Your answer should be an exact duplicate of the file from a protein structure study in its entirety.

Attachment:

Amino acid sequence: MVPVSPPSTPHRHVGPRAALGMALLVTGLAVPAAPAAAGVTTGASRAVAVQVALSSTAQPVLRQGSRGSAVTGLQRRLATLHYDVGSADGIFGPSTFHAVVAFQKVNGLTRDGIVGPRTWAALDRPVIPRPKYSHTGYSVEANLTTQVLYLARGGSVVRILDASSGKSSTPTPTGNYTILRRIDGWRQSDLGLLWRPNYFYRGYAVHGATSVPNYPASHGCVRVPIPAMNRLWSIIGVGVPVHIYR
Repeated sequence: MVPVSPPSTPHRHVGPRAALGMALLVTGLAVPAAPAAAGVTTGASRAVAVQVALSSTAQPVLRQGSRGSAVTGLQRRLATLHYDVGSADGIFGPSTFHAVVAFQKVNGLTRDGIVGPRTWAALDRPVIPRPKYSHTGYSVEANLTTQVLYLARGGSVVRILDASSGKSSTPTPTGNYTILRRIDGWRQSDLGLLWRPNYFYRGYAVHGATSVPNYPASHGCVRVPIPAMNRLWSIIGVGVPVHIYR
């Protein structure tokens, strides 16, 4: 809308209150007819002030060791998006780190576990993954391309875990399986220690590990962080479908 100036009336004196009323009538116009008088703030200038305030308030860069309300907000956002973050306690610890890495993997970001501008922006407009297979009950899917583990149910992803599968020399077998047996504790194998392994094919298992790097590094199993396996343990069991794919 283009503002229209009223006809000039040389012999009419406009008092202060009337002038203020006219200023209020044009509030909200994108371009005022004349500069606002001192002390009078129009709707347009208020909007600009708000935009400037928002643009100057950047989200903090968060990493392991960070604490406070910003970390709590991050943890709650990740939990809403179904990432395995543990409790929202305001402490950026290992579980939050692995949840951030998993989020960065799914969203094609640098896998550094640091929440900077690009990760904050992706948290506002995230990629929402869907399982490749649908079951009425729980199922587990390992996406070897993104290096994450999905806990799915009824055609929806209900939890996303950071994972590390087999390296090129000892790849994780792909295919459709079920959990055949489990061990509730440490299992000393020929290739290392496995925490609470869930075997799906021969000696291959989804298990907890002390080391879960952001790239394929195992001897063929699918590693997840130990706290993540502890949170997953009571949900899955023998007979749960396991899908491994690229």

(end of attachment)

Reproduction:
Amino acid sequence: MVPVSPPSTPHRHVGPRAALGMALLVTGLAVPAAPAAAGVTTGASRAVAVQVALSSTAQPVLRQGSRGSAVTGLQRRLATLHYDVGSADGIFGPSTFHAVVAFQKVNGLTRDGIVGPRTWAALDRPVIPRPKYSHTGYSVEANLTTQVLYLARGGSVVRILDASSGKSSTPTPTGNYTILRRIDGWRQSDLGLLWRPNYFYRGYAVHGATSVPNYPASHGCVRVPIPAMNRLWSIIGVGVPVHIYR
Repeated sequence: MVPVSPPSTPHRHVGPRAALGMALLVTGLAVPAAPAAAGVTTGASRAVAVQVALSSTAQPVLRQGSRGSAVTGLQRRLATLHYDVGSADGIFGPSTFHAVVAFQKVNGLTRDGIVGPRTWAALDRPVIPRPKYSHTGYSVEANLTTQVLYLARGGSVVRILDASSGKSSTPTPTGNYTILRRIDGWRQSDLGLLWRPNYFYRGYAVHGATSVPNYPASHGCVRVPIPAMNRLWSIIGVGVPVHIYR
């Protein structure tokens, strides 16, 4: 809308209150007819002030060791998006780190576990993954391309875990399986220690590990962080479908 100036009336004196009323009538116009008088703030200038305030308030860069309300907000956002973050306690610890890495993997970001501008922006407009297979009950899917583990149910992803599968020399077998047996504790194998392994094919298992790097590094199993396996343990069991794919 283009503002229209009223006809000039040389012999009419406009008092202060009337002038203020006219200023209020044009509030909200994108371009005022004349500069606002001192002390009078129009709707347009208020909007600009708000935009400037928002643009100057950047989200903090968060990493392991960070604490406070910003970390709590991050943890709650990740939990809403179904990432395995543990409790929202305001402490950026290992579980939050692995949840951030998993989020960065799914969203094609640098896998550094640091929440900077690009990760904050992706948290506002995230990629929402869907399982490749649908079951009425729980199922587990390992996406070897993104290096994450999905806990799915009824055609929806209900939890996303950071994972590390087999390296090129000892790849994780792909295919459709079920959990055949489990061990509730440490299992000393020929290739290392496995925490609470869930075997799906021969000696291959989804298990907890002390080391879960952001790239394929195992001897063929699918590693997840130990706290993540502890949170997953009571949900899955023998007979749960396991899908491994690229």